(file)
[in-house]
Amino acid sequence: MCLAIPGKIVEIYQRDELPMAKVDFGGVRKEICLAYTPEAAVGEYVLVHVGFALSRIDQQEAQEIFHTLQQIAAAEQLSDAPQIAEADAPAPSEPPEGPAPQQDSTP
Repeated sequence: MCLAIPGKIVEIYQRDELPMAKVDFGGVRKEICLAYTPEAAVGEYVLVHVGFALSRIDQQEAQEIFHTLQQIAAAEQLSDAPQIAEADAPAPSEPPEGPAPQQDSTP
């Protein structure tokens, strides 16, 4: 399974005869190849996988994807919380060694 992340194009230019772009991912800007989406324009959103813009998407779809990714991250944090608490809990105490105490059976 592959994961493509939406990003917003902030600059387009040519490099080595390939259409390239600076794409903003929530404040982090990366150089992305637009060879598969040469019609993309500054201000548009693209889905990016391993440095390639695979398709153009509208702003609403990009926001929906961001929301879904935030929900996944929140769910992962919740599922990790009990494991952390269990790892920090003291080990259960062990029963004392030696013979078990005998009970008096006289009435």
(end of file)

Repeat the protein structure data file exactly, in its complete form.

[in-house]
Amino acid sequence: MCLAIPGKIVEIYQRDELPMAKVDFGGVRKEICLAYTPEAAVGEYVLVHVGFALSRIDQQEAQEIFHTLQQIAAAEQLSDAPQIAEADAPAPSEPPEGPAPQQDSTP
Repeated sequence: MCLAIPGKIVEIYQRDELPMAKVDFGGVRKEICLAYTPEAAVGEYVLVHVGFALSRIDQQEAQEIFHTLQQIAAAEQLSDAPQIAEADAPAPSEPPEGPAPQQDSTP
């Protein structure tokens, strides 16, 4: 399974005869190849996988994807919380060694 992340194009230019772009991912800007989406324009959103813009998407779809990714991250944090608490809990105490105490059976 592959994961493509939406990003917003902030600059387009040519490099080595390939259409390239600076794409903003929530404040982090990366150089992305637009060879598969040469019609993309500054201000548009693209889905990016391993440095390639695979398709153009509208702003609403990009926001929906961001929301879904935030929900996944929140769910992962919740599922990790009990494991952390269990790892920090003291080990259960062990029963004392030696013979078990005998009970008096006289009435």